In “Emanon,” the part of a show where all of the choreographers have roots in modern or contemporary dance rather than ballet, the stage can feel eerily empty. Even as the dancers spin and soar, they sometimes strain to appear carefree. But while the music is moody, the dance – aside from Jonathan Fahoury’s standout solo – takes on an air of euphoria.

It begins with a solo for Unity Phelan, where she extends her long legs and swings one foot decisively as her arched arms – flowing like never before – frame her adorable face. her love. It’s a pretty cool but predictable intro: Emily Kikta and Peter Walker run in and meet in the center. Next, Indiana Woodward takes over, her fleet swarming through the air. (Lighting and setting, by Brandon Stirling Baker, makes the back of the stage look like a letterbox, with the bottom part illuminated.)

Gradually, with a latent steadfastness, Roberts’ ballet begins to evolve with you. The compact, elegant Jovani Furlan is the courtesy partner of Emma Von Enck. He’s the best partner in general, as his recent debut in Balanchine’s “La Valse” made it clear: He look with the person he’s dancing with, and that connection, in “Emanon,” gives the steps of another world a sweep as if the pair were gliding on ice.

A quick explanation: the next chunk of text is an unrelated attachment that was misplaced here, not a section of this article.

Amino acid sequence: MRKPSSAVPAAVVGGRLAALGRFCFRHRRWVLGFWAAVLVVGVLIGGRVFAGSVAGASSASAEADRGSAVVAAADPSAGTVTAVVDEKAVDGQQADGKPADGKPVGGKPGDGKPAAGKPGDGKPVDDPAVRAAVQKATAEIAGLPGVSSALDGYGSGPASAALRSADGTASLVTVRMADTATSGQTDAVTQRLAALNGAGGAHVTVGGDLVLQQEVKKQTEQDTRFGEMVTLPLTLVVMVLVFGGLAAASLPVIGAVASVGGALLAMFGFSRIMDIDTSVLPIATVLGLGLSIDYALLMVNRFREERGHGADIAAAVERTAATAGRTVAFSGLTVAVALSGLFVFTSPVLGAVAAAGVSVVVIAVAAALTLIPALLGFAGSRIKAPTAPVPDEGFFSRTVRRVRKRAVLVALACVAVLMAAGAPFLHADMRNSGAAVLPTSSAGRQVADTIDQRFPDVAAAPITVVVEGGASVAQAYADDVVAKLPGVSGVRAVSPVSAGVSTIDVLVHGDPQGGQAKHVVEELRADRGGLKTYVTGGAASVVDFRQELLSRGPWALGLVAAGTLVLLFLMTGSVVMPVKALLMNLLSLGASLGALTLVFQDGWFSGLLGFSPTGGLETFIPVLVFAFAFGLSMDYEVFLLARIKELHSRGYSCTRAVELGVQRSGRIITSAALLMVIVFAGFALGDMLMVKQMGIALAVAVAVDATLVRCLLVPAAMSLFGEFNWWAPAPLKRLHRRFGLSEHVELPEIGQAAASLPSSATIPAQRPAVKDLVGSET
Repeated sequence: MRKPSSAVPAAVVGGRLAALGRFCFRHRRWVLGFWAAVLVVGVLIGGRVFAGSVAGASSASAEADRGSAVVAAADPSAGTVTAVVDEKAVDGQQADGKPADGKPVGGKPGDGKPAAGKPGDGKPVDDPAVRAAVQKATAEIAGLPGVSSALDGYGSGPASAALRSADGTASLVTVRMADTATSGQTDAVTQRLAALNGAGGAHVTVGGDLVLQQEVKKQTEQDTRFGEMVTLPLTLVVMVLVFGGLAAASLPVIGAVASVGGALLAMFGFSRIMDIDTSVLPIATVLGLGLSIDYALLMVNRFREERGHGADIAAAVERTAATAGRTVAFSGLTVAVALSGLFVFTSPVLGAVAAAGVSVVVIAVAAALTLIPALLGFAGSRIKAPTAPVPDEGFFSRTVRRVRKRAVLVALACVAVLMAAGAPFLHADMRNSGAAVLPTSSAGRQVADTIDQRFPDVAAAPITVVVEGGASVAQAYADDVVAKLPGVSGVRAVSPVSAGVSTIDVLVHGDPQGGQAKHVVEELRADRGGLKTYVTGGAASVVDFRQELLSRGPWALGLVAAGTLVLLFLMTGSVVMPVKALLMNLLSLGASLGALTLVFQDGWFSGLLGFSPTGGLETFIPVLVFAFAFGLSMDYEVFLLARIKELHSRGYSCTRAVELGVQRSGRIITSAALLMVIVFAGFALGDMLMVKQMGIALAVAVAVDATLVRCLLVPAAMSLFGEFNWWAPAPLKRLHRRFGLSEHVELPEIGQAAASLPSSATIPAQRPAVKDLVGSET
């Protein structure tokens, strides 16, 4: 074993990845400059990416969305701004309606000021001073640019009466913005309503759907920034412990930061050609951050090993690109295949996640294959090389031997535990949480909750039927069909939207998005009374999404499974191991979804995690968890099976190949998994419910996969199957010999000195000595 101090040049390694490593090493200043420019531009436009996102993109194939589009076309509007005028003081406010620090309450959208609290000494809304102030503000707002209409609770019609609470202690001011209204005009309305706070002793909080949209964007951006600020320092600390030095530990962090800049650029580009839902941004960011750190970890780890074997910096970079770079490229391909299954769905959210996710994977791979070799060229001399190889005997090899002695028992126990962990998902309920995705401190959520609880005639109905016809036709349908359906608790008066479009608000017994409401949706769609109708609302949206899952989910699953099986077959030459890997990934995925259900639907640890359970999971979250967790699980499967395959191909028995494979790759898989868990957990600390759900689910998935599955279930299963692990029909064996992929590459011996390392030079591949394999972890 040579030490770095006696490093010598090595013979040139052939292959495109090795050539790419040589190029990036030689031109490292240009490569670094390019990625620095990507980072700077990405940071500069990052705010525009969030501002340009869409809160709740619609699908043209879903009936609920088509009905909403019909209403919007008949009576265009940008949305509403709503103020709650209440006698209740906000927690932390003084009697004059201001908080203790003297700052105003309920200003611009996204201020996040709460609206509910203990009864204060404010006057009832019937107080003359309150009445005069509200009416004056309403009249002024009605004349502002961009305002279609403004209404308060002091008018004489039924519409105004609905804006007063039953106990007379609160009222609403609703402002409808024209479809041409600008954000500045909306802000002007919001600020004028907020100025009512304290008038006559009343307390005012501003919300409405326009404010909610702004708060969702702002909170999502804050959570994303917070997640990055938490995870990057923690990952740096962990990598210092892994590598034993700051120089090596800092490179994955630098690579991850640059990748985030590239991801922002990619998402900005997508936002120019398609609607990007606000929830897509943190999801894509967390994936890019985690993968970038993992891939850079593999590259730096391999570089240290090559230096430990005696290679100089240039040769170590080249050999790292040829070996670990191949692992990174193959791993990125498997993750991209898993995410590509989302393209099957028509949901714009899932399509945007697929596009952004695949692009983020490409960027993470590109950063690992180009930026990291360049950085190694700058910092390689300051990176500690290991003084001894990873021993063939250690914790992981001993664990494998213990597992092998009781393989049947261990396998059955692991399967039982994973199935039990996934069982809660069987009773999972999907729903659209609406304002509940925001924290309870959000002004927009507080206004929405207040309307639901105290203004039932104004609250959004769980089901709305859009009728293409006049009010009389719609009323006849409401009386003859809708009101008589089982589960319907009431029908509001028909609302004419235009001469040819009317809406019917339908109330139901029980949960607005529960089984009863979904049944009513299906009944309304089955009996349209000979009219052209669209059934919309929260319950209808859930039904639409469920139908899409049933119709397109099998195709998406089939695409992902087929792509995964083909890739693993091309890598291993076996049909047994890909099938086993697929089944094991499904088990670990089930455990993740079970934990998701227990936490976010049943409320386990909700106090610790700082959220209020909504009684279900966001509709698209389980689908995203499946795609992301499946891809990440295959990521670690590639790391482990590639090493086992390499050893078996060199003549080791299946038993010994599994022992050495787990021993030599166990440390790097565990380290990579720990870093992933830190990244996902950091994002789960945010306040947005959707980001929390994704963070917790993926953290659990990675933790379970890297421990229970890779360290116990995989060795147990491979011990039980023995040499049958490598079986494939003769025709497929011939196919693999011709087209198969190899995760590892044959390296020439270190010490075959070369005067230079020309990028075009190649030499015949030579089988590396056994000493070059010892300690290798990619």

The atmosphere changed as Fahoury, with low intensity, darted across the stage decisively, turning sharply right to land at center stage, where he moved in and out of sinewy shapes that flexed his shoulders. His toughness melted as his torso bent and bent. With his whips changing direction, his arms form strict geometrical shapes in contrast to the rest of his body that, somehow, seems to want to vaporize.